Shares of Kroger Co. and Harris Teeter Supermarkets Inc. rose Tuesday after Kroger said it would buy the other supermarket chain for $2.5 billion, Reuters reported.
The deal, approved by the boards of both companies on Monday night, will boost Kroger's presence in the U.S. southeast. Competitors there include privately held Publix and discounter Wal-Mart Stores Inc., the largest U.S. food retailer.
Cincinnati-based Kroger, the largest mainstream U.S. grocer, will also get a bigger presence in the mid-Atlantic region, slightly more upscale stores that do a strong business in fresh food and access to fast-growing markets.
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As the supermarket industry has consolidated, chains like Harris Teeter, based in Matthews, North Carolina, have struggled to maintain market share against rivals such as Wal-Mart, Costco Wholesale Corp. and Whole Foods Market Inc.
The deal is somewhat "out of character" for Kroger, which for 10 years or so has been "cherry picking stores vacated by downsizing or exiting competitors," said analyst Walter Stackow of Manning & Napier, whose holdings include Ahold, which runs U.S. grocery stores such as Stop & Shop and Giant.
Kroger's acquisition of Harris Teeter is the second biggest deal in the U.S. grocery industry this year, and the second-largest acquisition ever for Kroger after its $13.89 billion purchase of Fred Meyer Inc in 1999.
The grocery industry needs more consolidation as it faces pressure from a swath of retailers ranging from dollar stores and Wal-Mart to upscale grocers Fairway and Whole Foods, said Wolfe Research senior retail analyst Scott Mushkin. "There are just more stores trying to do the same thing," he said.
Tesco's Fresh & Easy chain could be the next business to be sold, Mushkin said.
Kroger's rivals Supervalu Inc. and Safeway Inc. have sold off significant assets. In January, Supervalu Inc. struck a $3.3 billion deal to reduce debt by selling five of its chains to an investor group led by Cerberus Capital Management LP CBS.UL. In June, Safeway agreed to sell its Canadian operations to Sobeys operator Empire Co Ltd.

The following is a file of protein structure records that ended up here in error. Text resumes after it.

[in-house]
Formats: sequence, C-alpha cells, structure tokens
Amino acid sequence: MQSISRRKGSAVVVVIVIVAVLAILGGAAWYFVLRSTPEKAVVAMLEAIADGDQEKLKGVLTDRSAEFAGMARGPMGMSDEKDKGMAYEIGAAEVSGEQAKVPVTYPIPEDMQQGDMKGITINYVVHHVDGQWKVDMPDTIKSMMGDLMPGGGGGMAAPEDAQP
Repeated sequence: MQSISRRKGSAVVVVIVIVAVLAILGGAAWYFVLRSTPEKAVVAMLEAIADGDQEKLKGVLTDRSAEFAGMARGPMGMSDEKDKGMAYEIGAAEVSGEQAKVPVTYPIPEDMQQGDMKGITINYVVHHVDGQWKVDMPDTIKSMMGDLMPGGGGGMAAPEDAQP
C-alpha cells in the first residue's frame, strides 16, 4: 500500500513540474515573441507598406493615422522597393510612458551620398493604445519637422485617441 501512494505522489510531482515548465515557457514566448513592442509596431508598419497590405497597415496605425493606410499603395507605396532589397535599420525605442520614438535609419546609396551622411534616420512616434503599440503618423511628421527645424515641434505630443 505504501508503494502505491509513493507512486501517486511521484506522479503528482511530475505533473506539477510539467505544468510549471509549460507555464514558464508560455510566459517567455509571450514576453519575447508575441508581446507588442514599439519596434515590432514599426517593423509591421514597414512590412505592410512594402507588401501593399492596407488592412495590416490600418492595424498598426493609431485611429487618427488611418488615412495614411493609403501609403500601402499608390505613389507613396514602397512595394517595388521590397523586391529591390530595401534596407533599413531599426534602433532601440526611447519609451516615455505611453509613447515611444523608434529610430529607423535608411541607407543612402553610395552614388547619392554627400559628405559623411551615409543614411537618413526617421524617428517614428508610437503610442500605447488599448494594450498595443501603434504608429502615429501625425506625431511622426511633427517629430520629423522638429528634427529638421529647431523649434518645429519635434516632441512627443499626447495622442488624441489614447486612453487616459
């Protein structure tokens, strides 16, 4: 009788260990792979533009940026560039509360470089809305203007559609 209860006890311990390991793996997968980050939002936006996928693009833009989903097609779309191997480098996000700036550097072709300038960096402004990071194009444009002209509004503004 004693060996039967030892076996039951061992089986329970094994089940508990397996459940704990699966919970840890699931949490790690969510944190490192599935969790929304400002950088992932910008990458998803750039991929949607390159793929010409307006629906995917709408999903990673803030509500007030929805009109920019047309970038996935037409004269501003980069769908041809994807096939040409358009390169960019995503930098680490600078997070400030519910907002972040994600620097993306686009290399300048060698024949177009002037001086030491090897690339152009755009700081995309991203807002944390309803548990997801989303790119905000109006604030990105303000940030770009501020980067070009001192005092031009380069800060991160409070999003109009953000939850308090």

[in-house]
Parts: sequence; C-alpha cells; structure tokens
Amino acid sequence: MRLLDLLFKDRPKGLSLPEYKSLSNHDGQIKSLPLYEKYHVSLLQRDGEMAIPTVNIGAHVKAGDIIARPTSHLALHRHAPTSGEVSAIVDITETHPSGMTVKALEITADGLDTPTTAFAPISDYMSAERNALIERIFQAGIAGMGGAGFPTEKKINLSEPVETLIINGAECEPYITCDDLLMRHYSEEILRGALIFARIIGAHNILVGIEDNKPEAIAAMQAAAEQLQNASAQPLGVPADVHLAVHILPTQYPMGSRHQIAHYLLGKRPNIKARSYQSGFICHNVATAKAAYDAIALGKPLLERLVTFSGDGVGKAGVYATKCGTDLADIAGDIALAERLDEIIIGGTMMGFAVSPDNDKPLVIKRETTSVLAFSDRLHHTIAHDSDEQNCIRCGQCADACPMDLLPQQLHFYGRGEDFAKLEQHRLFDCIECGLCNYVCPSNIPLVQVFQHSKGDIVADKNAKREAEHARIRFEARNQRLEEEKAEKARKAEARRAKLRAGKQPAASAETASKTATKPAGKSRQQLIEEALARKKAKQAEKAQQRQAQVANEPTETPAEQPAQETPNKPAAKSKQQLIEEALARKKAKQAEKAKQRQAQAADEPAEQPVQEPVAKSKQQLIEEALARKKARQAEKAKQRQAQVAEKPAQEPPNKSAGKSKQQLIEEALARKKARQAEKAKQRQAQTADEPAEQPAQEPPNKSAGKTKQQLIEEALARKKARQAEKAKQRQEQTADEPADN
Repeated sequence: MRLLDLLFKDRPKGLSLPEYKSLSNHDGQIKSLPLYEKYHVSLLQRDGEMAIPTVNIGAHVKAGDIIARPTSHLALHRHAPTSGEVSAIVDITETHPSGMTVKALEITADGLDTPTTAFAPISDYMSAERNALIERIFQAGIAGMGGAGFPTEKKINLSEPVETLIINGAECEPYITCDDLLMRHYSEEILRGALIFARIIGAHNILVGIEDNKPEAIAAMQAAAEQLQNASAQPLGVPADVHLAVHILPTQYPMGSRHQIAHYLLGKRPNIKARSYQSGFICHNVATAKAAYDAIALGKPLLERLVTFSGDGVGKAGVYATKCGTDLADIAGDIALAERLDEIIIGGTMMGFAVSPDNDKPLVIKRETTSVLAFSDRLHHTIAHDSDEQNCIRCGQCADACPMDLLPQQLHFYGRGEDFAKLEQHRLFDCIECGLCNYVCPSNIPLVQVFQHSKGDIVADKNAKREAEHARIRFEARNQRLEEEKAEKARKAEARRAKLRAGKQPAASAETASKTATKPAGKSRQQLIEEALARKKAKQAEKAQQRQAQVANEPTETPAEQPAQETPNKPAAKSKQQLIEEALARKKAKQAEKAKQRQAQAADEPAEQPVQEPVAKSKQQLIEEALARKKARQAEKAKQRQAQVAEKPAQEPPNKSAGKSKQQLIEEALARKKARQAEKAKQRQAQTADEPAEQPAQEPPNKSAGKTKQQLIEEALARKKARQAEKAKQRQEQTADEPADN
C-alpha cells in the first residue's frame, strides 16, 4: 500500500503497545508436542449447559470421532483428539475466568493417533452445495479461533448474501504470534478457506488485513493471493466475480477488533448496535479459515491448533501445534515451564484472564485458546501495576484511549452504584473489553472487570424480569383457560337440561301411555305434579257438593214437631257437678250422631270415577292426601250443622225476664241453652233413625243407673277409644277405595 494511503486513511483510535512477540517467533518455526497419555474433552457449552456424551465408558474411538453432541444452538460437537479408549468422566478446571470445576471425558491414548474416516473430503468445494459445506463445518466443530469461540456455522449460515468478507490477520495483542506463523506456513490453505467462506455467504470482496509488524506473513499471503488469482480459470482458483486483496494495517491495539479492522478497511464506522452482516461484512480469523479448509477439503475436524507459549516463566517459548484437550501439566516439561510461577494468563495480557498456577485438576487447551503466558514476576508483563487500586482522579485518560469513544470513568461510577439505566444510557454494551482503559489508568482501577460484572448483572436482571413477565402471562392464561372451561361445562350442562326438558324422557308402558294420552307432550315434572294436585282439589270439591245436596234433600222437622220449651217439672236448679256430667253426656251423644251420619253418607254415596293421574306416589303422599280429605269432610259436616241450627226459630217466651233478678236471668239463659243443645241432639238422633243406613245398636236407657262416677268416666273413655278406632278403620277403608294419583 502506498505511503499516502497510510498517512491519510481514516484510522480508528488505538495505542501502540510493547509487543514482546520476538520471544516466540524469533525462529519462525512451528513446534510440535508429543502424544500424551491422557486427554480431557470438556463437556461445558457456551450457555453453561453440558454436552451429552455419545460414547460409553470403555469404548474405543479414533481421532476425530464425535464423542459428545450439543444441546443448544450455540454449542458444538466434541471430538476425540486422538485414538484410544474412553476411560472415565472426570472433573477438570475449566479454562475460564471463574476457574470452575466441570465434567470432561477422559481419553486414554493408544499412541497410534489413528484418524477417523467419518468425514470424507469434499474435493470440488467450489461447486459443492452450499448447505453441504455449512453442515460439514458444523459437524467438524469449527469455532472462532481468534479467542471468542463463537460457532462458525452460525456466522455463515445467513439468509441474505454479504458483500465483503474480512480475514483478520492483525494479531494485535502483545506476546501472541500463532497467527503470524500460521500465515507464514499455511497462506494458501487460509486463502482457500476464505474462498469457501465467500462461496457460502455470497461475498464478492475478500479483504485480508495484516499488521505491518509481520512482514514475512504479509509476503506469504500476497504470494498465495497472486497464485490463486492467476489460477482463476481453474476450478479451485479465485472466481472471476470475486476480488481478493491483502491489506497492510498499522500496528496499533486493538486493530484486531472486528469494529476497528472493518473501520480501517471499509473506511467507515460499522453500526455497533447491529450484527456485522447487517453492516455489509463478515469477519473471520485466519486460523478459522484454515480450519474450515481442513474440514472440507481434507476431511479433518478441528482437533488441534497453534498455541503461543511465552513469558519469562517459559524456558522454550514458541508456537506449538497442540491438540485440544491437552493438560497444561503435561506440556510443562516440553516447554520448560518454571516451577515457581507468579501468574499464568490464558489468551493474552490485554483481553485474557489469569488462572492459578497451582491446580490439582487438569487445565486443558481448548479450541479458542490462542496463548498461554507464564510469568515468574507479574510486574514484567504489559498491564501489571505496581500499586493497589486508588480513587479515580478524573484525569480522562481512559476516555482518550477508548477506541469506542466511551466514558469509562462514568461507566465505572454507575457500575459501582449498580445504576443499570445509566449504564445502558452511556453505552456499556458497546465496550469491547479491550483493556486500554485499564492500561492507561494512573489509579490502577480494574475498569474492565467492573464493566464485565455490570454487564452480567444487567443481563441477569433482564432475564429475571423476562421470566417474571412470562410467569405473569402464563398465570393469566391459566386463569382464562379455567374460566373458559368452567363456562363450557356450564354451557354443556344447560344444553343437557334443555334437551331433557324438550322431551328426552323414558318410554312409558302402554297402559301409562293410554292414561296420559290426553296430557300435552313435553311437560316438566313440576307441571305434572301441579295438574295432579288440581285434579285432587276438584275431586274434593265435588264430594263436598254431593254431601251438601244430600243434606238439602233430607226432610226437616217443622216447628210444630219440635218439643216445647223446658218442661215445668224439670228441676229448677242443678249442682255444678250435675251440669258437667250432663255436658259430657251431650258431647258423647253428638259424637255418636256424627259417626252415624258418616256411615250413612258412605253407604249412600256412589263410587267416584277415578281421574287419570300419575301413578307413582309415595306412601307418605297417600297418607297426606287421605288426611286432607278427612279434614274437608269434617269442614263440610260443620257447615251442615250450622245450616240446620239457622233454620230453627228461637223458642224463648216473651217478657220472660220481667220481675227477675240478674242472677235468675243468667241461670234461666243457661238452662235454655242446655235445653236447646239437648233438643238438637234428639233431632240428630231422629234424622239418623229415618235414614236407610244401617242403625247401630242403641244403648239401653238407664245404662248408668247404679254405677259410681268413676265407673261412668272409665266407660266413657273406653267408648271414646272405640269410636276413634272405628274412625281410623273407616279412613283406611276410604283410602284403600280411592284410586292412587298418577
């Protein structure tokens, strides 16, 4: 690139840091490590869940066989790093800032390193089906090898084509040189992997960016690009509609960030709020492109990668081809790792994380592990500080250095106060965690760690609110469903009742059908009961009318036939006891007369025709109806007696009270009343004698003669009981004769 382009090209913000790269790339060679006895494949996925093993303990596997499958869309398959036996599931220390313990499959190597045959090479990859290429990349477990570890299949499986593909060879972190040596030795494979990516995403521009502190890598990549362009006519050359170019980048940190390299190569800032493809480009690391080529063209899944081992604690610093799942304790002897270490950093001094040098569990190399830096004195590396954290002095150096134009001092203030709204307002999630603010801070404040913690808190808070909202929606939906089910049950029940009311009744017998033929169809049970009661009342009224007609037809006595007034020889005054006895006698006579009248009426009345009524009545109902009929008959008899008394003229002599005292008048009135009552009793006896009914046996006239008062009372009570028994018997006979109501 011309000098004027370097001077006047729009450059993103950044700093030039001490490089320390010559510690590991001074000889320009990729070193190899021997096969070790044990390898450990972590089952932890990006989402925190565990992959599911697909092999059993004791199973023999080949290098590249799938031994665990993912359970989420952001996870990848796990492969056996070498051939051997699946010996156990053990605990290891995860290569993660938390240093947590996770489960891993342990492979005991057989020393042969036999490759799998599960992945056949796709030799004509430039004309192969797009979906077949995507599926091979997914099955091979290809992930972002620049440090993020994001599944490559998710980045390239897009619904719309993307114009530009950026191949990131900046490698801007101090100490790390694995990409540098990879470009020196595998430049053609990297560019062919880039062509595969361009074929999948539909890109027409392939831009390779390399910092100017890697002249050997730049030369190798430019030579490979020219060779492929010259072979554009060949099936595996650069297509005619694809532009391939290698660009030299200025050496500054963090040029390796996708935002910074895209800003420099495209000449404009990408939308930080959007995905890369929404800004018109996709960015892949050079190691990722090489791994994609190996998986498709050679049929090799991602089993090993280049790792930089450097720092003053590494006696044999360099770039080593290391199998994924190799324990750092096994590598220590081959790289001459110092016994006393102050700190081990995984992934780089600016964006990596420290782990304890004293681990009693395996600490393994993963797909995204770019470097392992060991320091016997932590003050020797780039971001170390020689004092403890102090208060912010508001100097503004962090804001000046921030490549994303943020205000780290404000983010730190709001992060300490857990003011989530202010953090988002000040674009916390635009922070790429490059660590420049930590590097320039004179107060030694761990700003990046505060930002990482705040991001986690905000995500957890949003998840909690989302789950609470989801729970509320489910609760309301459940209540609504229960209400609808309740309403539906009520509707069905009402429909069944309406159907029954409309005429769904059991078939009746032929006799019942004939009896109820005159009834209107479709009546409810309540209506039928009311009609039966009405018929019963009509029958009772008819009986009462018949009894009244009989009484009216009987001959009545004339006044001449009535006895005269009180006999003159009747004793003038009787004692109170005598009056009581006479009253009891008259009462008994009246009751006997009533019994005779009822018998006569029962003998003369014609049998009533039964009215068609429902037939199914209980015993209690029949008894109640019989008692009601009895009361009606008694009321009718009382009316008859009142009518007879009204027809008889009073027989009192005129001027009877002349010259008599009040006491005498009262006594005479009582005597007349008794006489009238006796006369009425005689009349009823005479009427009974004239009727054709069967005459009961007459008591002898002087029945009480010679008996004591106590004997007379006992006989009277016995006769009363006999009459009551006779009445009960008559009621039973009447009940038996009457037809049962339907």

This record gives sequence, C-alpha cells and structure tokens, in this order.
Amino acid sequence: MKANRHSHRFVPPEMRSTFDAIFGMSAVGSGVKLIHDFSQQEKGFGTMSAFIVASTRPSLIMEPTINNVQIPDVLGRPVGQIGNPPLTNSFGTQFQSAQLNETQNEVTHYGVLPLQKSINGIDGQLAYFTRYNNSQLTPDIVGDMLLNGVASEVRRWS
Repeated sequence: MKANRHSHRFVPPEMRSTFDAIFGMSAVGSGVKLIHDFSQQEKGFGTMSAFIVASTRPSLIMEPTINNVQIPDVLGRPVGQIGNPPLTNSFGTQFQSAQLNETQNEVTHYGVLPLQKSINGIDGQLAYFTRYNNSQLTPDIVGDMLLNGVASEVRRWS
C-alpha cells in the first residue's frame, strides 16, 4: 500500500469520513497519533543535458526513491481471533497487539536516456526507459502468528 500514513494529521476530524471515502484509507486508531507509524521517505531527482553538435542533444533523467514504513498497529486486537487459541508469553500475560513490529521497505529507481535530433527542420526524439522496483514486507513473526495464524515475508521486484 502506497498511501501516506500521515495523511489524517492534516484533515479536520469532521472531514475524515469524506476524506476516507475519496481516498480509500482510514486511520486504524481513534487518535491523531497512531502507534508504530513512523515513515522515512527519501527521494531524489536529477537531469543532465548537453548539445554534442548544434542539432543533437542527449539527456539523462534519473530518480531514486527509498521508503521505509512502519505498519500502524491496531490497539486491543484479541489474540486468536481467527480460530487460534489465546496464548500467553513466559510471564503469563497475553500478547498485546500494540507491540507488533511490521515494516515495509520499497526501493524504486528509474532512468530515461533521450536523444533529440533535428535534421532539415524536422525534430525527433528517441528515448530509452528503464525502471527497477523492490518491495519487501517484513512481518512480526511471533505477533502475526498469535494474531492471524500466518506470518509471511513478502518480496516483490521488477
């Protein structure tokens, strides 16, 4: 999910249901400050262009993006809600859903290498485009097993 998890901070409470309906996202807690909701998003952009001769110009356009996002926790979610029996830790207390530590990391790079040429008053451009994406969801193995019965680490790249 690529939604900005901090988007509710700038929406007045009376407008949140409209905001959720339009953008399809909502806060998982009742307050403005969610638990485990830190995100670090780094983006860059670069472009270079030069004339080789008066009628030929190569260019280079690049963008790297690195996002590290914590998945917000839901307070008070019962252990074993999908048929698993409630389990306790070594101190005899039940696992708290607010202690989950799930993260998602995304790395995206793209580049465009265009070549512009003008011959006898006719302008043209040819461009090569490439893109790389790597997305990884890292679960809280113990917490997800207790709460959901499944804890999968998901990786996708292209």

Kroger's offer of $49.38 per share in cash represents a premium of 1.8 percent to Harris Teeter's Monday close. The stock has run up 31 percent since January 18, when the first reports emerged that the company was up for sale. Kroger will assume $100 million of Harris Teeter debt.
The deal value "seems pretty reasonable," said Telsey Advisory Group analyst Joseph Feldman.
Harris Teeter shares were up 1.6 percent on the New York Stock Exchange at $49.28, trading slightly below Kroger's offer price. Kroger shares were up 2.5 percent at $37.10.
The combined business will operate 2,631 supermarkets in 34 states and the District of Columbia, with over 368,300 employees. Harris Teeter has a non-union workforce, while Kroger largely operates with unionized staff.
Kroger Chief Financial Officer Mike Schlotman said during a conference call that the company is excited about entering markets such as Charlotte, North Carolina and Washington, D.C.
Harris Teeter currently operates 212 supermarkets in North Carolina, Virginia, South Carolina, Maryland, Tennessee, Delaware, Florida, Georgia and the District of Columbia.
With about $4.5 billion in revenue last year, it has stores in affluent vacation destinations, university communities and markets where populations are growing faster than the U.S. average. Kroger hopes to learn from the smaller chain's online shopping system and its strength in fresh categories.
Harris Teeter top management will continue to lead the business out of its North Carolina headquarters. No store closures are expected, though the U.S. Federal Trade Commission will be expected to look at their overlapping presence in Raleigh, North Carolina; Charlottesville and Hampton Roads, Virginia; and Nashville, Tennessee.
Kroger, which operates grocery stores as well as jewelry stores, said it would finance the deal with debt while maintaining its dividend and share buyback program.
Kroger said the deal should add 6 to 9 cents to its earnings per share in the first full year after it closes, excluding transition and transaction expenses. It has financing plans ready, including a bridge loan commitment.
Under certain circumstances, if Kroger were to walk away from the deal it would have to pay a breakup fee of $200 million to Harris Teeter. Harris Teeter could be required to pay a breakup fee of $75 million to Kroger.
Harris Teeter's biggest shareholder is private equity firm Neuberger Berman, with an 11.7 percent stake, according to Thomson Reuters data.
BofA Merrill Lynch is Kroger's financial adviser, while Arnold & Porter LLP is the legal adviser. J.P. Morgan Securities is the financial adviser to Harris Teeter and McGuireWoods is the legal adviser.
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